Today is the alternate date for the Tanabata (七夕) Festival, so I thought I’d talk briefly about the grammatical pattern you see hanging from bamboo around this time – 〜ますように. It’s an interesting phrase to me, partially because, perhaps as an English speaker, it seems like an incomplete sentence. It means “(I hope / I wish) that X happens / comes true.” For example,
(I hope) I can get good grades.
(I hope) that my Japanese gets better.
I did a quick google search for “七夕 ますように” and came up with a bunch of interesting results, including this page full of wishes.
I put the “I hope” in parenthesis because it is only implied in the Japanese. The actual phrase is only a dependent clause. They had a small Tanabata presentation at one of my elementary schools a month ago, and a bunch of kids had to stand up and tell everyone their wishes. Some of the kids were so uncomfortable with the ending of this sentence grammatically that they stuttered a little です onto the end of their phrase. (サッカーが上手にできますように．．．です。)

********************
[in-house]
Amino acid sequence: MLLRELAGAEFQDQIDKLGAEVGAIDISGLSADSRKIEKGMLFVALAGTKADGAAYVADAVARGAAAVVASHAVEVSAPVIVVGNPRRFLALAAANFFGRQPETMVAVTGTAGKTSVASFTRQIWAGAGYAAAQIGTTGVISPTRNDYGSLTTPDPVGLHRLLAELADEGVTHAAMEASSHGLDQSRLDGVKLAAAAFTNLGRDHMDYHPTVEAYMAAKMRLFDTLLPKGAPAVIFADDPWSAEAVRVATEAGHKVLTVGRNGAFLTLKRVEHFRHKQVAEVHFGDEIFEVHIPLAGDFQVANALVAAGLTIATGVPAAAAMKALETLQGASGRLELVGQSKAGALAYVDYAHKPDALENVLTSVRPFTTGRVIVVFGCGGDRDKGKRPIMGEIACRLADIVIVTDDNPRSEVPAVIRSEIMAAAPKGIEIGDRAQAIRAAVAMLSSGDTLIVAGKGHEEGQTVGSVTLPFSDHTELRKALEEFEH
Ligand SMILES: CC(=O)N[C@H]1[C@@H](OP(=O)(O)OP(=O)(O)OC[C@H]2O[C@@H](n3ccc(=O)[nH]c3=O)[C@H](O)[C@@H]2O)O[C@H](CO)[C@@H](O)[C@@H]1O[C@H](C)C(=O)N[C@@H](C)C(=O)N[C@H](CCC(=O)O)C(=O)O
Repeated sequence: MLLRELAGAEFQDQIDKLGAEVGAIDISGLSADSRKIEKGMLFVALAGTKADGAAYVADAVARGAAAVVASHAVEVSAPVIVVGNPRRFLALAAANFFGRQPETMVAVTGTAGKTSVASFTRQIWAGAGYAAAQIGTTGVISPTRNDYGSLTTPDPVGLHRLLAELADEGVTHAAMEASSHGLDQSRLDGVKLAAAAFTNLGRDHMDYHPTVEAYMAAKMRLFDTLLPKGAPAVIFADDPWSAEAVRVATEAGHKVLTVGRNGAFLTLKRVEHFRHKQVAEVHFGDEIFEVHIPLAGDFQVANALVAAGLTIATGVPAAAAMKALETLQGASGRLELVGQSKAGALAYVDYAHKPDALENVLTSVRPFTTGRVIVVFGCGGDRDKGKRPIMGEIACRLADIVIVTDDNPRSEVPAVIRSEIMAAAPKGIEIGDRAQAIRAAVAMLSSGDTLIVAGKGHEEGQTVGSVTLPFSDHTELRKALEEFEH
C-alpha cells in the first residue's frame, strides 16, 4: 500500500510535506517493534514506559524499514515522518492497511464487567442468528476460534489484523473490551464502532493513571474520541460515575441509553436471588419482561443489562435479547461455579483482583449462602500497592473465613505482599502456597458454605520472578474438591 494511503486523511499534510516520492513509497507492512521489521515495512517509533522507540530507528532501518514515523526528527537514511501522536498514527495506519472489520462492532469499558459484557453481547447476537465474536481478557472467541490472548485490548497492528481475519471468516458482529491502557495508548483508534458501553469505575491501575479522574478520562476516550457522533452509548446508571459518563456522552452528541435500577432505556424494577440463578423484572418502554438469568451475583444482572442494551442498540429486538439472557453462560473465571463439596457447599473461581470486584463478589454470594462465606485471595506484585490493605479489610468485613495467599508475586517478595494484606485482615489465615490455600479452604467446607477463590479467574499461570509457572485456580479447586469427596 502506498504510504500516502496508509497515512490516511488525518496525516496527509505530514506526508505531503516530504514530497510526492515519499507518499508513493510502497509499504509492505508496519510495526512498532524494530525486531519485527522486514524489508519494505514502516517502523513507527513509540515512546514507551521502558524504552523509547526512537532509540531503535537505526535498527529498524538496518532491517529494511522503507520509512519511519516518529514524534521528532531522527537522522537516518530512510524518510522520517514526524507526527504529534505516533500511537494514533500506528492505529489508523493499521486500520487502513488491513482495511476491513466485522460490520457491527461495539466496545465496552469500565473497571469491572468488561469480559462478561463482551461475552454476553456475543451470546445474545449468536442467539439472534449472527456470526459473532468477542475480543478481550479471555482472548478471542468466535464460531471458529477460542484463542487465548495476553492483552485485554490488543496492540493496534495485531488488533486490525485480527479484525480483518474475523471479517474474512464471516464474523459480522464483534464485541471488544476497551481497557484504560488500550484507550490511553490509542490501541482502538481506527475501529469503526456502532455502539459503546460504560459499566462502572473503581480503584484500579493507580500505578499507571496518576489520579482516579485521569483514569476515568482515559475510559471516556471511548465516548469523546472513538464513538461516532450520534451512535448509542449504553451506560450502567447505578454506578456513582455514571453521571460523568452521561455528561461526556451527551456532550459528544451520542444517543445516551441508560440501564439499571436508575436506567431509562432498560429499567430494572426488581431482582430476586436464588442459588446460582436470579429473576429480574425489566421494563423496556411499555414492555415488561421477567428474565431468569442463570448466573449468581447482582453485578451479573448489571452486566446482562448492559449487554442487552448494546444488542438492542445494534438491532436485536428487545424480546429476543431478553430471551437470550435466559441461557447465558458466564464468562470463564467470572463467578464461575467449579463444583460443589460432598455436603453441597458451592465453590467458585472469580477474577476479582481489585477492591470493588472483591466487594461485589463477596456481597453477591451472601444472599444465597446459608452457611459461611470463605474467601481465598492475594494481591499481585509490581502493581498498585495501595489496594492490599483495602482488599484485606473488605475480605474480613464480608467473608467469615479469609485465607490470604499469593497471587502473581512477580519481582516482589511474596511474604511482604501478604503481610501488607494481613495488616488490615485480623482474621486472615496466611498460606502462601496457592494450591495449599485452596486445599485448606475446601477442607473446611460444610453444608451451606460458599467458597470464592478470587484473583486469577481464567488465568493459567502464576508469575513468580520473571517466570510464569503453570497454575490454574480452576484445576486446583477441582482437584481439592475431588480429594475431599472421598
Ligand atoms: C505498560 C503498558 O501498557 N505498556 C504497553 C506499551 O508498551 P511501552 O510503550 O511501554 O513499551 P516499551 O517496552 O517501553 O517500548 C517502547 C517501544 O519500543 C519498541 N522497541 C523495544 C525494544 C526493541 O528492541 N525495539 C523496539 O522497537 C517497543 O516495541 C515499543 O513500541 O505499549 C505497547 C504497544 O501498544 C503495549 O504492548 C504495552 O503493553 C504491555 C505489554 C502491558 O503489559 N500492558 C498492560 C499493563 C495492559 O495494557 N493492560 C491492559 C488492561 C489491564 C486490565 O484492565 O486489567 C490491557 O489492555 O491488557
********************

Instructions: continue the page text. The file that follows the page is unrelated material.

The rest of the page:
Hope everyone’s wishes come true.
I always thought that ~ように was like “so that/in order to”… 例：日本語が上手になるように毎日勉強をしています。
I guess there are different connotations in different situations. I always hear at Kendo practice my teacher saying 怪我しないように… is やってください？ or something along those lines implied?
Yeah, there are a couple of different usages, one of them definitely being “so that/in order to.” I’m not certain, but I feel like you often hear that with the negative – 〜ならないように, etc. “Do X, so that Y doesn’t happen.”
I think you’re right on with your second example, too. He’s kind of giving a polite command.
I guess it all depends on what verb comes after ように. So far we have my example (the verb being an unstated 希望, to hope), your first example (する), and your third example (してください), which is like the example you probably hear most often – 忘れ物がないようにご注意ください。